After that, stack any existing wood waste (chopped branches, chips, bark) directly onto the turf in layers. Next, lay a layer of manure - in this case, it is only needed to heat the ridge - and sprinkle it with sawdust, then lay a layer of peat, and then a layer of leaves sprinkled with lime, or a layer of cut grass, or a layer of turf. If using turf, cover it with a triple layer of newspaper. Then form deep holes and sprinkle the entire surface of the ridge with a layer of peat, but the holes should remain visible.
After that, pour a bag of soil mixture with biohumus purchased in the store into each hole, add a handful of ash and 1 tablespoon of complex mineral fertilizer, then about half a bucket of leafy soil (it can be brought from the forest) or podzol obtained from your site … Mix the entire contents of each well very thoroughly and then plant tomato and / or beans seedlings in them. After planting and watering the plants, mulch the soil around them with crushed bark or leaf litter, install greenhouse arcs and cover it with foil. Such a greenhouse will help protect plants from spring and early summer frosts or too cold nights. In the daytime, the film will need to be completely folded back.
By autumn, the sod under the compost beds and on the potato plantation will partially rot, because it will spend the whole summer under a thick layer of various organic materials and with regular watering, which means that you will have to dig it up with much less your own labor. In addition, from the organic matter involved in the formation of the ridges, you will be able to obtain a certain amount of compost (albeit not completely decomposed, but this is not particularly important). Of course, fragments of especially large roots will still remain in the sod, as well as the roots of the most harmful weeds such as coltsfoot, wheatgrass, etc., but this will not be the same sod as it was in the spring, and it will be dug up on the order is easier and faster.
If your site is a fairly flat surface, then, having destroyed the impromptu ridges and leveled the surface with a rake, you can proceed to the usual digging. And here there are no special nuances: you dig, remove protruding stones and roots of perennial weeds that clearly do not want to rot. And then, given that your soil layer is still quite small, you again form all the same high ridges - it is quite possible that most of them can already be placed in a permanent place.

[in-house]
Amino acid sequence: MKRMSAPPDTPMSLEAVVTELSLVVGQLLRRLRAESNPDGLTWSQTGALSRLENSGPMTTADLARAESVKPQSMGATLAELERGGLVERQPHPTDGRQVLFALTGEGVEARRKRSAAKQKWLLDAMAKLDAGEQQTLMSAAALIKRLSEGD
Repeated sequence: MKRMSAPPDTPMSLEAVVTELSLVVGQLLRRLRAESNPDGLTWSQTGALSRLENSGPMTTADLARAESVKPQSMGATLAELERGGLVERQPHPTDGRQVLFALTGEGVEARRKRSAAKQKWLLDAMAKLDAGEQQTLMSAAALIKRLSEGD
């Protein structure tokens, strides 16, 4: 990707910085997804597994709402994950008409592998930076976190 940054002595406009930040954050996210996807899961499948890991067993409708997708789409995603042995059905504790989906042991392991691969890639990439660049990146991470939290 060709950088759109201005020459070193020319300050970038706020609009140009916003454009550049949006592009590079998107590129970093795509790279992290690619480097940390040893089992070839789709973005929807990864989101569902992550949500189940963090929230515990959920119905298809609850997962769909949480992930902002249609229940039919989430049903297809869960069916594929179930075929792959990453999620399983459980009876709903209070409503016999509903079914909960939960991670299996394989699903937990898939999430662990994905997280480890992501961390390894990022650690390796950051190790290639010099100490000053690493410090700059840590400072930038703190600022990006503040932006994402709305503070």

If the plot is on a hill, then everything will be much more complicated - you will have to think about terraces and create support walls for the intended terraces. For the first time, you can build temporary support walls with dry masonry from ordinary stones pulled out during the digging process. After that, level the soil on each of the terraces by destroying the beds, and then carry out the usual digging. And then re-form high ridges for planting next season, but on terraces.
In addition, in the fall it will be advisable to prepare planting areas for currants, gooseberries and raspberries, as well as various perennial plants: rhubarb, sorrel, tarragon, etc. To do this, make holes in the dug-up fertile layer - they should be small (up to rocky soil), and on top of them pour hills (the lower layer of hills can be from a variety of organic matter, and the upper one - from soil). Next spring, you can plant purchased plants in the center of each of the hills - you should not do planting in the fall, because on hillocks in winter, plants may well freeze.
Over the next summer, you will have to think about filling the empty space between the mounds with berries and perennial grasses with the emerging organic matter so that by autumn the plants are no longer on the mounds, but on a flat surface. Then, next winter, they will no longer freeze, and when the roots of the plants go beyond the initially formed hills, they will not be waiting for clean air there, but fertile soil that has managed to form from the established organic matter.
If you don't have a special desire to dig up the entire area, then you can spend another year using the improvised compost beds described above, loosening only the top layer on them with a flat cutter and adding new organic matter. In this case, it will be even easier for you to dig up the already practically decomposed sod next year.